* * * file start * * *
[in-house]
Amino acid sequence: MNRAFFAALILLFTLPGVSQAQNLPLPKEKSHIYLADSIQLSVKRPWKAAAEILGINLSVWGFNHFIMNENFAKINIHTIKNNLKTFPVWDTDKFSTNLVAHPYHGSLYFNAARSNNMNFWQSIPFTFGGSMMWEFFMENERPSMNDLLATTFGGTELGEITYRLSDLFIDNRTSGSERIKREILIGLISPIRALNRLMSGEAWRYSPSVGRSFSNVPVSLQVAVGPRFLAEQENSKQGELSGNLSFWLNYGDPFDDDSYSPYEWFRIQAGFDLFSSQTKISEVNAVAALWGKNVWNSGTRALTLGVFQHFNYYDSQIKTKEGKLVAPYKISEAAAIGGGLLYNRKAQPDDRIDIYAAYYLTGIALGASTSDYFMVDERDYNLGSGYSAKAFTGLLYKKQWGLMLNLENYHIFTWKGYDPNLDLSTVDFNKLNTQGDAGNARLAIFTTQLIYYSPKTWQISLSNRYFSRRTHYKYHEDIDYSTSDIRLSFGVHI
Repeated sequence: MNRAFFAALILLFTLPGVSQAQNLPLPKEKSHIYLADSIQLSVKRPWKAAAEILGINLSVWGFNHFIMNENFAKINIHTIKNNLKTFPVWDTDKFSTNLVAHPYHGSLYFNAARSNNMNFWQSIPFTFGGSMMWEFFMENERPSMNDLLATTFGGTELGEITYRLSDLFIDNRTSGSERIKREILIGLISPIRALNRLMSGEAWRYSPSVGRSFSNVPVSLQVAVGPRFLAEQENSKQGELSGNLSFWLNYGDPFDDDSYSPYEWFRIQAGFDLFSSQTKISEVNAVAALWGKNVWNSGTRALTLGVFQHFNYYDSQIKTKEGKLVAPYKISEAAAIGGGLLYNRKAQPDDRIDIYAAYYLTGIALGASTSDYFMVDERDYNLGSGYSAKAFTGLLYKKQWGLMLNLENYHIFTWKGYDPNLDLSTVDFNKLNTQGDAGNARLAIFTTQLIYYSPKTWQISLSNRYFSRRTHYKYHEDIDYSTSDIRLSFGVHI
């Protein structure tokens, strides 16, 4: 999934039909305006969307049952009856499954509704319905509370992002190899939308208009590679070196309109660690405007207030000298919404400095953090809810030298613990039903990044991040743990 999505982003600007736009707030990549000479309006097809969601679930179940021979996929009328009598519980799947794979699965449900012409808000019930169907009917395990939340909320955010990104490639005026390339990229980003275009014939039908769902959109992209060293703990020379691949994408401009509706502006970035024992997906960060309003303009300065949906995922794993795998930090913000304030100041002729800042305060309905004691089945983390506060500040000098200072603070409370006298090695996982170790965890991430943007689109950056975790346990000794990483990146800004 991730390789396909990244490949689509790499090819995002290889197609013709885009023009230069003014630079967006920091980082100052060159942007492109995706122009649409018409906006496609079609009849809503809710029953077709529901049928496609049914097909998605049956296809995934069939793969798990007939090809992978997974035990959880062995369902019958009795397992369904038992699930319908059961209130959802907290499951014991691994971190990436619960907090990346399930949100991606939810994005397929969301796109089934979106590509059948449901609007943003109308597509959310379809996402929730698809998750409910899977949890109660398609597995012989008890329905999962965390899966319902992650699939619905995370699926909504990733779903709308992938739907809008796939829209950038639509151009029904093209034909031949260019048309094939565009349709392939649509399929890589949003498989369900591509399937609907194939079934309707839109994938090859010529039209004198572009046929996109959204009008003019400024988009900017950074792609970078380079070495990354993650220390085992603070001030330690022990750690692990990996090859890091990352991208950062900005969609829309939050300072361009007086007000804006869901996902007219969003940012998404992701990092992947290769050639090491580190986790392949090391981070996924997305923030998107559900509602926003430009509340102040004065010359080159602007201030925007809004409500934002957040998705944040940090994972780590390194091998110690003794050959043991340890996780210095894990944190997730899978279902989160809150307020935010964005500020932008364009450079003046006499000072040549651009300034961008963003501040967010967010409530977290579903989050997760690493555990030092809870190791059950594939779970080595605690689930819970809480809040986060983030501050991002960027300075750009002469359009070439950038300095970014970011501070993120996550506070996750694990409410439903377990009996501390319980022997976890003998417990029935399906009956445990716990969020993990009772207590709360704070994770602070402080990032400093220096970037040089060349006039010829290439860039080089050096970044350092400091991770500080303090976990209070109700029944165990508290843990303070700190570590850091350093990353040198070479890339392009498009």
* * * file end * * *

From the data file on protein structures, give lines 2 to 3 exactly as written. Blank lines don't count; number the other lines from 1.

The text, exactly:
Amino acid sequence: MNRAFFAALILLFTLPGVSQAQNLPLPKEKSHIYLADSIQLSVKRPWKAAAEILGINLSVWGFNHFIMNENFAKINIHTIKNNLKTFPVWDTDKFSTNLVAHPYHGSLYFNAARSNNMNFWQSIPFTFGGSMMWEFFMENERPSMNDLLATTFGGTELGEITYRLSDLFIDNRTSGSERIKREILIGLISPIRALNRLMSGEAWRYSPSVGRSFSNVPVSLQVAVGPRFLAEQENSKQGELSGNLSFWLNYGDPFDDDSYSPYEWFRIQAGFDLFSSQTKISEVNAVAALWGKNVWNSGTRALTLGVFQHFNYYDSQIKTKEGKLVAPYKISEAAAIGGGLLYNRKAQPDDRIDIYAAYYLTGIALGASTSDYFMVDERDYNLGSGYSAKAFTGLLYKKQWGLMLNLENYHIFTWKGYDPNLDLSTVDFNKLNTQGDAGNARLAIFTTQLIYYSPKTWQISLSNRYFSRRTHYKYHEDIDYSTSDIRLSFGVHI
Repeated sequence: MNRAFFAALILLFTLPGVSQAQNLPLPKEKSHIYLADSIQLSVKRPWKAAAEILGINLSVWGFNHFIMNENFAKINIHTIKNNLKTFPVWDTDKFSTNLVAHPYHGSLYFNAARSNNMNFWQSIPFTFGGSMMWEFFMENERPSMNDLLATTFGGTELGEITYRLSDLFIDNRTSGSERIKREILIGLISPIRALNRLMSGEAWRYSPSVGRSFSNVPVSLQVAVGPRFLAEQENSKQGELSGNLSFWLNYGDPFDDDSYSPYEWFRIQAGFDLFSSQTKISEVNAVAALWGKNVWNSGTRALTLGVFQHFNYYDSQIKTKEGKLVAPYKISEAAAIGGGLLYNRKAQPDDRIDIYAAYYLTGIALGASTSDYFMVDERDYNLGSGYSAKAFTGLLYKKQWGLMLNLENYHIFTWKGYDPNLDLSTVDFNKLNTQGDAGNARLAIFTTQLIYYSPKTWQISLSNRYFSRRTHYKYHEDIDYSTSDIRLSFGVHI